• Thanks, Barb! A wise friend recently advised me to link their behavior to their natural consequences, so that 1) I could stop nagging and stressing everyone out and 2) they could learn to make their own decisions based on an understanding of the consequences, rather than what will make me happy. They don’t finish breakfast? They’ll be hungry. They don’t have time to brush their hair? They will look like ragamuffins.

      By the way, since I started allowing them to own their mornings, they haven’t gone to school hungry or messy once. 🙂 They are great kids.

  3. kcerise says:

    Great post. So true!

  4. You are hilarious! I thought you were going to talk about a safety issue and as part of my ongoing research began reading dutifully, now must follow you because I think you are very fun, funny and totally in touch with how important your mental health is! One of the gals following me was discussing, the 123 approach that I had totally forgotten I used in my elementary classes…..
    Now, I have revived it for my Nana preschool on MWF.
    Thanks for the giggle!

  5. ghfool says:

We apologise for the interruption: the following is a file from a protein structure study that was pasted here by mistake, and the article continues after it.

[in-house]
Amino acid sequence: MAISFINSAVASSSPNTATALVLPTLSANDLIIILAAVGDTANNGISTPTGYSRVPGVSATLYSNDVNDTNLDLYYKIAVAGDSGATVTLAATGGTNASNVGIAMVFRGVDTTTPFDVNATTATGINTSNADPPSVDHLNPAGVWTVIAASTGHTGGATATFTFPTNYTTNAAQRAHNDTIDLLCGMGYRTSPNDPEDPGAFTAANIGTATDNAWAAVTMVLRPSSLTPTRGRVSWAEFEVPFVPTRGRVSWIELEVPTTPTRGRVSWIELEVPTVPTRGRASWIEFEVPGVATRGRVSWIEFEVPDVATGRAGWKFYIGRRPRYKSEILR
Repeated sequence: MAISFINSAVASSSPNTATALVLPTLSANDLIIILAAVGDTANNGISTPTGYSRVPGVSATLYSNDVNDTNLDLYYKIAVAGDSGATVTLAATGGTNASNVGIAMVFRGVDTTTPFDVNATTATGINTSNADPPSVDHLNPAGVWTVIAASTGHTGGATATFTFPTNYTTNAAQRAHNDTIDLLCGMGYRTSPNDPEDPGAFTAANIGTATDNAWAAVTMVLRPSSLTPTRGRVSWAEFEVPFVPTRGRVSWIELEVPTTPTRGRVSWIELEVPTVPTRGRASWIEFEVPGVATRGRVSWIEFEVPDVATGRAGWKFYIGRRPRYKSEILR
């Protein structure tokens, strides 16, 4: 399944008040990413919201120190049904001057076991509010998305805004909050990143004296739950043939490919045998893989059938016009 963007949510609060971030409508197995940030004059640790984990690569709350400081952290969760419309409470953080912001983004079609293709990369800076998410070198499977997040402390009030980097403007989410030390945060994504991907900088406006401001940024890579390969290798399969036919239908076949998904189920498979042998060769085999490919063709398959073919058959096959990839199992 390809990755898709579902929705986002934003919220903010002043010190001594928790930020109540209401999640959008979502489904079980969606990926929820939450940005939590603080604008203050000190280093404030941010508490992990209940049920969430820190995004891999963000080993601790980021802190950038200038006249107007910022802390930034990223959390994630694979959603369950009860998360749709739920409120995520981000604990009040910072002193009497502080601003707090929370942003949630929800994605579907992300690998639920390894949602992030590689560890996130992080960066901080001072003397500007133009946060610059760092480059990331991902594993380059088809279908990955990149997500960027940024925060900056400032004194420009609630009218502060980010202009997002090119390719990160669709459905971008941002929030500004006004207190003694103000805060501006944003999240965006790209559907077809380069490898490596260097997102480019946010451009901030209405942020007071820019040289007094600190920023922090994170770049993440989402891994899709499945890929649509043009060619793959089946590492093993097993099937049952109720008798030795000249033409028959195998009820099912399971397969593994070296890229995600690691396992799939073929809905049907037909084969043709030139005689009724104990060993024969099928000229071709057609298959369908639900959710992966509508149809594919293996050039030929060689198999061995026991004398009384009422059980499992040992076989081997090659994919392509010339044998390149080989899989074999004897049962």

I abandonded my kids once in a shady part of town. Most of them made it back home safely.

  6. That is great advice. I use it with my students, too!

  7. I do the exact same thing. Everything moves much more smoothly if I stay out of it.

    It was so much fun meeting up with you today. Thanks for that.

    Lisa

  8. I think it’s a fantastic idea to leave some things as their responsibility. If they don’t eat fast enough, they may be hungry. Natural consequences are the best teachers! Good for you!

  9. bigsheepcommunications says:

    I’m picturing you all standing at the bus stop, faces twitching uncontrollably. The new approach sounds way better : )

  10. Pingback: The Mysterious Stranger « Woman Wielding Words

  11. Jodie says:

    Why is it that kids move so slowly in the morning? To irritate us? or because they really do not want to go to school (probably both) I know mine likes to talk my ear off, which wouldn’t be a bad thing if one could eat and talk without chocking. Sigh. So leaving her in a shady part of town, I mean alone in the room maybe key. 🙂 Thanks for the parenting tip. 🙂

  12. gojulesgo says:

    LOL Kudos to you! I think that’s definitely an act of bravery. I’m reading a book right now that features an overbearing mother, and even reading it’s making me a twitch a little.

  13. notquiteold says:

    I don’t have kids (or grandkids, of course, duh) but I’d like to try this on my husband. Only every time I leave the room he falls asleep.

  14. Muff says:

    If we did this at home, what would I do with all the time the ranting normally takes? Yoga to lower my blood pressure?
    We have been on this train with homework recently. Stress is lower, so were the grades. Back to neurosis for us for a while.